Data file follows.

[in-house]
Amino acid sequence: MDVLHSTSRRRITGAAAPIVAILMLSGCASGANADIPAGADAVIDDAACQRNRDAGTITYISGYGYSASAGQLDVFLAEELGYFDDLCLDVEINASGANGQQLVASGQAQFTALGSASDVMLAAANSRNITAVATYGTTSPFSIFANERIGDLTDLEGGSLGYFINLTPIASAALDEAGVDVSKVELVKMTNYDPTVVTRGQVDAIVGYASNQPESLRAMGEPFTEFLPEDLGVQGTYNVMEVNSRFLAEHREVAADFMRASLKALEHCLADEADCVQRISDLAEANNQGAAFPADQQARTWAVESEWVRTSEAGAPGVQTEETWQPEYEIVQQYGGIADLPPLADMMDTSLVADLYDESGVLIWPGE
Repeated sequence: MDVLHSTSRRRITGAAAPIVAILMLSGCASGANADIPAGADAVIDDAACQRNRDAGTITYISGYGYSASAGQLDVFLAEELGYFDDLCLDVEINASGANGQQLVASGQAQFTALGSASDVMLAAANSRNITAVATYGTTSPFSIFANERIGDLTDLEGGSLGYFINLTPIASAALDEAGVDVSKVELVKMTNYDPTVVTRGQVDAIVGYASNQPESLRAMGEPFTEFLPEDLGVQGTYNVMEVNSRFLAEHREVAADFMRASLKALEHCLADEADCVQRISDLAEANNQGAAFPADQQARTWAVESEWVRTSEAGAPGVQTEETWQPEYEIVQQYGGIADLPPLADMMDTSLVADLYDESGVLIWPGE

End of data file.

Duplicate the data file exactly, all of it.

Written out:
[in-house]
Amino acid sequence: MDVLHSTSRRRITGAAAPIVAILMLSGCASGANADIPAGADAVIDDAACQRNRDAGTITYISGYGYSASAGQLDVFLAEELGYFDDLCLDVEINASGANGQQLVASGQAQFTALGSASDVMLAAANSRNITAVATYGTTSPFSIFANERIGDLTDLEGGSLGYFINLTPIASAALDEAGVDVSKVELVKMTNYDPTVVTRGQVDAIVGYASNQPESLRAMGEPFTEFLPEDLGVQGTYNVMEVNSRFLAEHREVAADFMRASLKALEHCLADEADCVQRISDLAEANNQGAAFPADQQARTWAVESEWVRTSEAGAPGVQTEETWQPEYEIVQQYGGIADLPPLADMMDTSLVADLYDESGVLIWPGE
Repeated sequence: MDVLHSTSRRRITGAAAPIVAILMLSGCASGANADIPAGADAVIDDAACQRNRDAGTITYISGYGYSASAGQLDVFLAEELGYFDDLCLDVEINASGANGQQLVASGQAQFTALGSASDVMLAAANSRNITAVATYGTTSPFSIFANERIGDLTDLEGGSLGYFINLTPIASAALDEAGVDVSKVELVKMTNYDPTVVTRGQVDAIVGYASNQPESLRAMGEPFTEFLPEDLGVQGTYNVMEVNSRFLAEHREVAADFMRASLKALEHCLADEADCVQRISDLAEANNQGAAFPADQQARTWAVESEWVRTSEAGAPGVQTEETWQPEYEIVQQYGGIADLPPLADMMDTSLVADLYDESGVLIWPGE